Alder, Maple, and Nuttall’s Flowering Dogwood make beautiful bowers over swift, cool streams at an elevation of from 3000 to 5000 feet, mixed more or less with willows and cottonwood; and above these in lake basins the aspen forms fine ornamental groves, and lets its light shine gloriously in the autumn months.–John Muir, The Mountains of California (1894).
This is the third installment of a “Trees of Lake Tahoe” series summarizing the trees of Tahoe Basin. The basin forests are, of course, dominated by a diverse assemblage of conifers – eleven species in all. These were covered in parts 1 (Trees of Lake Tahoe – The Pines) and 2 (Trees of Lake Tahoe – The “Other” Conifers ) of this series. Yet, despite this coniferous domination, the 14 species of deciduous trees¹ that occur in the Tahoe Basin is three more than the number of coniferous tree species. These deciduous tree species will be covered in this third and final part, including the nine species I was able to locate on my recent visit to the area back in mid-March. Because of the timing of that trip, the trees will be discussed from a decidedly wintertime perspective that makes species identifications a little more challenging compared to the coniferous species.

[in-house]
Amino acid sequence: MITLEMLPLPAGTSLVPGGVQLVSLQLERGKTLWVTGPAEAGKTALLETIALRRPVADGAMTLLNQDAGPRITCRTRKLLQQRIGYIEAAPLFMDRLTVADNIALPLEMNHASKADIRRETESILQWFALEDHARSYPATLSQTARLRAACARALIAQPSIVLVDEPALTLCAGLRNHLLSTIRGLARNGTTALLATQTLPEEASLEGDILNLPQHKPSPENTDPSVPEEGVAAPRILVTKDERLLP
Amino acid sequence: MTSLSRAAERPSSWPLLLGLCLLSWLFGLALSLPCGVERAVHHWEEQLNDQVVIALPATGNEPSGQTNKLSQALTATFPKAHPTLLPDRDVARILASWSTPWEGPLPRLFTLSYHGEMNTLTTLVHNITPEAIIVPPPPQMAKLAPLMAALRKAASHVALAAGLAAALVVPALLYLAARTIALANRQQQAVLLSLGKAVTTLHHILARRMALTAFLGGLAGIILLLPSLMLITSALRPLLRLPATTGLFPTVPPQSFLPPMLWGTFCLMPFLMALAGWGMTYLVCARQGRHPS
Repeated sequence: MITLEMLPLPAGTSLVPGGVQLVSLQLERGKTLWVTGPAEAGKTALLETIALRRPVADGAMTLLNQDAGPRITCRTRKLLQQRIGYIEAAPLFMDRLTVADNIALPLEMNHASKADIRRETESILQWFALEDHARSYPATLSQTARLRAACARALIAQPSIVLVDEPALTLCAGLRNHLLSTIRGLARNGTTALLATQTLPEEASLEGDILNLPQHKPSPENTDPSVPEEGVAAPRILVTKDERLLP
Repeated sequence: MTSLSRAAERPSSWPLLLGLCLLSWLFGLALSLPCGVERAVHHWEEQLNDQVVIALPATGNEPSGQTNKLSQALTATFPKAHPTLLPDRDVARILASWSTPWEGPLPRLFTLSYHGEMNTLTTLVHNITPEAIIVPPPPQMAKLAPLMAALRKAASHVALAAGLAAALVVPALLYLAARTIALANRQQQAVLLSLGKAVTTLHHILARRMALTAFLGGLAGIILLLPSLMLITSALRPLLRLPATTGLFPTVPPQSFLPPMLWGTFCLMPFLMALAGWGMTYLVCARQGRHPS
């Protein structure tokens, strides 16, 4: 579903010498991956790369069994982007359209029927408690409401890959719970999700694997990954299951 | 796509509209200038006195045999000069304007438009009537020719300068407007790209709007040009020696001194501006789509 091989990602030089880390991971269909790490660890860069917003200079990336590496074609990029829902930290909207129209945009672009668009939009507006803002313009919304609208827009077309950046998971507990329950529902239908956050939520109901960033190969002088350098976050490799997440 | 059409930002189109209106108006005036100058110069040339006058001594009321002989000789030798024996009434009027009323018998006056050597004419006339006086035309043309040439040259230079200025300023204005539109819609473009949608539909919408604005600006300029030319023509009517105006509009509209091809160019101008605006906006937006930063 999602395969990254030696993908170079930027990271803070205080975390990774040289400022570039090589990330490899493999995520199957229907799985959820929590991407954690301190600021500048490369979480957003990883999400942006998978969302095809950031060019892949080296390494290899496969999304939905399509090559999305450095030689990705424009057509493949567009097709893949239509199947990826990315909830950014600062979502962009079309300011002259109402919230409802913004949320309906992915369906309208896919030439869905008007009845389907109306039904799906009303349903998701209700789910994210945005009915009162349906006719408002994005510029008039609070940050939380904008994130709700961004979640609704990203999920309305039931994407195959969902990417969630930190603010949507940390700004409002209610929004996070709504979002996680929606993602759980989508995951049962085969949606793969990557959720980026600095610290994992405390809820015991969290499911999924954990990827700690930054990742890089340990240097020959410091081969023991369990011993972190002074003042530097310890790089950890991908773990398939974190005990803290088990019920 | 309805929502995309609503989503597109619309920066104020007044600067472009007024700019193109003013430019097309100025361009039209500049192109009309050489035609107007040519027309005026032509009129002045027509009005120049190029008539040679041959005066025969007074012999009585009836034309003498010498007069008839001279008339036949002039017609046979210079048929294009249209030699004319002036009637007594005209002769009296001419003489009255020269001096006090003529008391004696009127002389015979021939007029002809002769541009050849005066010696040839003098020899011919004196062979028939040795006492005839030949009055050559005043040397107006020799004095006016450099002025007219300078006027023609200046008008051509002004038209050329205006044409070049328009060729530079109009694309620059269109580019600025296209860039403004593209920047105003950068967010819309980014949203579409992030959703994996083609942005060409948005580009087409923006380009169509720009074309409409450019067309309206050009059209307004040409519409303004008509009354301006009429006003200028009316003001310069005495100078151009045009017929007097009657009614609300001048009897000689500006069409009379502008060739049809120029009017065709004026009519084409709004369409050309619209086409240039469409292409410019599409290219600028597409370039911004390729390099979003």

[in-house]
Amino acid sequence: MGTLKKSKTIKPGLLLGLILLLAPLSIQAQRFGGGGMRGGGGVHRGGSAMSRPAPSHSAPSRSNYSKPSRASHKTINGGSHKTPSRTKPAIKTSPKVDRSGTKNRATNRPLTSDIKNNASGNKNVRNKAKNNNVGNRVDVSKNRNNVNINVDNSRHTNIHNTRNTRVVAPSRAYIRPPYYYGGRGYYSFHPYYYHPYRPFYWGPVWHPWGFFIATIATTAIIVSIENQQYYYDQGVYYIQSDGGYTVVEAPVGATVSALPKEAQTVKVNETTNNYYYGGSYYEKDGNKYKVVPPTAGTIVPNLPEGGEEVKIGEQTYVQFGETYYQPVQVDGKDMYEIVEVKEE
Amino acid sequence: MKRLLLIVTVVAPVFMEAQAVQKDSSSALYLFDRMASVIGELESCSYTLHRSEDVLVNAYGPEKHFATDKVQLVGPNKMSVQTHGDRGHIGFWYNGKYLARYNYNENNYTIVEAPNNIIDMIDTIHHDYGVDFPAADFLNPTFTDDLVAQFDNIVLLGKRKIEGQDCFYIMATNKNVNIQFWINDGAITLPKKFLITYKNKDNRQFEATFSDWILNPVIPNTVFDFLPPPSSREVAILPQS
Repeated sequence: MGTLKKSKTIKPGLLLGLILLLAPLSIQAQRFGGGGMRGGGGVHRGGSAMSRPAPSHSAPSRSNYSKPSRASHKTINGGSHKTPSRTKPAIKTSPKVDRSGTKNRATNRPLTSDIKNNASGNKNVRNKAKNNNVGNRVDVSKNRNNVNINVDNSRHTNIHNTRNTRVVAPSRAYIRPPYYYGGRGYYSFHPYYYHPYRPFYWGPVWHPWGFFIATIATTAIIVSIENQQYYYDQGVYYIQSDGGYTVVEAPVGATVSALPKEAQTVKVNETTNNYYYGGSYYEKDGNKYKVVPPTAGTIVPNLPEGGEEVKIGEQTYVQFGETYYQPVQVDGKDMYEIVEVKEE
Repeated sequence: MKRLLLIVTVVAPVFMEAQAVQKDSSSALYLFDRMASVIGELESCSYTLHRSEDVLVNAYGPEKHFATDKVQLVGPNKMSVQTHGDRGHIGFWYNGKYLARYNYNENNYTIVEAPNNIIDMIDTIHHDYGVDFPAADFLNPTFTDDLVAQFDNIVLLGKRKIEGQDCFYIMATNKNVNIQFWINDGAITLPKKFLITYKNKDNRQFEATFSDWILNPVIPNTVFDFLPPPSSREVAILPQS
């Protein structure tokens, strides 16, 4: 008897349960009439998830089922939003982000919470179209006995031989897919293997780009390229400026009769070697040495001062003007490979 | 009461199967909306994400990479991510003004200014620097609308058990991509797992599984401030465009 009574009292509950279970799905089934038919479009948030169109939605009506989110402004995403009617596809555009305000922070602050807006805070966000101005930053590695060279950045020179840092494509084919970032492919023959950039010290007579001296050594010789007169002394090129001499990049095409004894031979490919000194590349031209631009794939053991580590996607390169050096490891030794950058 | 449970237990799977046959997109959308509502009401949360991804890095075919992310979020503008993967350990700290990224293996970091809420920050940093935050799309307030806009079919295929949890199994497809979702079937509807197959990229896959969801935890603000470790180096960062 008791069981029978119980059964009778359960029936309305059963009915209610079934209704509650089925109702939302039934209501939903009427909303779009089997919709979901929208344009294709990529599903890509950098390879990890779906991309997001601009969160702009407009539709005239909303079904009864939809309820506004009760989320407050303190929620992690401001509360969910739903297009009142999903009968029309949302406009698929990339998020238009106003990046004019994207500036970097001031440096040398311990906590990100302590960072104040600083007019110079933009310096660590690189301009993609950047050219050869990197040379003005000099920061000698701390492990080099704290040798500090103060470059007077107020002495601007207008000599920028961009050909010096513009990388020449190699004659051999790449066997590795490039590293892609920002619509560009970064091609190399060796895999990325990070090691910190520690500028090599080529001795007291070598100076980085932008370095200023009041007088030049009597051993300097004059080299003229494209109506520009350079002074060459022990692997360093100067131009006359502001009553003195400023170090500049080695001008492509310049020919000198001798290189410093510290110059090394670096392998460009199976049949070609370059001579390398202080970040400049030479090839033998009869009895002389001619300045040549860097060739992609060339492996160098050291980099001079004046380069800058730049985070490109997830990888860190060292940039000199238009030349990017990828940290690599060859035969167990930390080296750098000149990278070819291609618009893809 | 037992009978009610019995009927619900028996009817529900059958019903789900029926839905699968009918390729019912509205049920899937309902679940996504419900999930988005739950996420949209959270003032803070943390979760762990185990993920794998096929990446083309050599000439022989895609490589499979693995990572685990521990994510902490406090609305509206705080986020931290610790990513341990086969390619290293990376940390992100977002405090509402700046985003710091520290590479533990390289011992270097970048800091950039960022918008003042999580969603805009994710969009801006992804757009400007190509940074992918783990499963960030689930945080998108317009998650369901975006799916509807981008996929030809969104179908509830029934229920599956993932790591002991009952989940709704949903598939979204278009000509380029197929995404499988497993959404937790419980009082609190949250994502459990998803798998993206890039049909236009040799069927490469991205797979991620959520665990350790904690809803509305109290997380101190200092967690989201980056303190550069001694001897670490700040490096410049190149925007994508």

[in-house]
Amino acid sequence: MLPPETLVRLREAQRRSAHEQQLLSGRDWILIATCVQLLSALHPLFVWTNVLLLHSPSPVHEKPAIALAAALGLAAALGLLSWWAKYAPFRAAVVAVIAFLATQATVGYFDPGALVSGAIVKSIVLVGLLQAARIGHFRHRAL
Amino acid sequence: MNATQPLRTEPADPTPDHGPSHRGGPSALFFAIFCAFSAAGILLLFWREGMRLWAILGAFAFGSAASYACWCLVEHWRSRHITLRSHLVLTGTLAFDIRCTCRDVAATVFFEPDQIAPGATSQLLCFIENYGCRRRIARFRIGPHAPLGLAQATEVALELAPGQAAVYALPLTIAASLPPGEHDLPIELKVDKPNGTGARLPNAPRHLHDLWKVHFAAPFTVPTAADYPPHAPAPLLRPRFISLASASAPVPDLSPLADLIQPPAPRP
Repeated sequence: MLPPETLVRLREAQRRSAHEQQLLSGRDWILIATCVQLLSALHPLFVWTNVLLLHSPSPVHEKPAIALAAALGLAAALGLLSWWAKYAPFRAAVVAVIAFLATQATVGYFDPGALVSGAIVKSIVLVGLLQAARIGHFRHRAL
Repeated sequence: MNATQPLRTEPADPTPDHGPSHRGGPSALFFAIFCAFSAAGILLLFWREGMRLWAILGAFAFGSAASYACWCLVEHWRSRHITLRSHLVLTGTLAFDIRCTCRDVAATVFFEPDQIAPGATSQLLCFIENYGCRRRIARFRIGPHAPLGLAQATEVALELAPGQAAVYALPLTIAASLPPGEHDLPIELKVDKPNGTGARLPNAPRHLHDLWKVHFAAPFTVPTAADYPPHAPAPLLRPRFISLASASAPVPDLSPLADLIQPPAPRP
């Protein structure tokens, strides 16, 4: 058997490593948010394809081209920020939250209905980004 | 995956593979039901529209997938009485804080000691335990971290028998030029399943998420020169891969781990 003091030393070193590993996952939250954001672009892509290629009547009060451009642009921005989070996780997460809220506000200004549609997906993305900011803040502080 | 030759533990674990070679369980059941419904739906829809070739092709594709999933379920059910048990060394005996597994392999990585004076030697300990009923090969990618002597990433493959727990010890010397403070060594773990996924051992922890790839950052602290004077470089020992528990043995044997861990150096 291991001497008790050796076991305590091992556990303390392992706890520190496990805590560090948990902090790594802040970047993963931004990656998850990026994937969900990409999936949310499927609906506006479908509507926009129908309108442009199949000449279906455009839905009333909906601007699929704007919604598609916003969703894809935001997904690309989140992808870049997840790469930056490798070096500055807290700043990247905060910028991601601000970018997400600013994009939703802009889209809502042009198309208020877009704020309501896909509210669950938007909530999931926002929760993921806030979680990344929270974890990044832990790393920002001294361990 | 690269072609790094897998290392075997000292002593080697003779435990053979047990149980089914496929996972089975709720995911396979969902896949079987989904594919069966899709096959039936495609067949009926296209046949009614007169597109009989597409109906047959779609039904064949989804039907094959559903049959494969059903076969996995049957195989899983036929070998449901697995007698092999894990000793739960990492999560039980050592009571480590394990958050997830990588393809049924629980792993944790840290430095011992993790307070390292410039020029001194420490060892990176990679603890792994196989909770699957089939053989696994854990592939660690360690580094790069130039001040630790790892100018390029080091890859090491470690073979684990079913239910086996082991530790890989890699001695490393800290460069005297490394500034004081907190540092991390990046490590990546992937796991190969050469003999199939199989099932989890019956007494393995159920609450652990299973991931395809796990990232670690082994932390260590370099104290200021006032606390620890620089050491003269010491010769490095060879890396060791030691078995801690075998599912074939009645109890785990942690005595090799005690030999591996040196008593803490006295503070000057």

¹ Admittedly, I use the term “tree” in the broadest sense, since many of these species might better be described as “tree-like shrubs” or “shrubby trees,” often representing only the largest examples of genera whose members include a number of true shrubs. Only a handful of these species routinely form large, unmistakably tree-like forms, the largest of which still pale in comparison to the coniferous giants that dominate the basin.
This family of dioecious plants (male and female flowers on separate plants) is represented in the Tahoe Basin by two genera. Two species of Populus occur here, and both decidedly trees in form. Most of the nine species of Salix that grow in the basin grow only as shrubs, while two of them sometimes form distinct trees.
Quaking aspen (Populus tremuloides)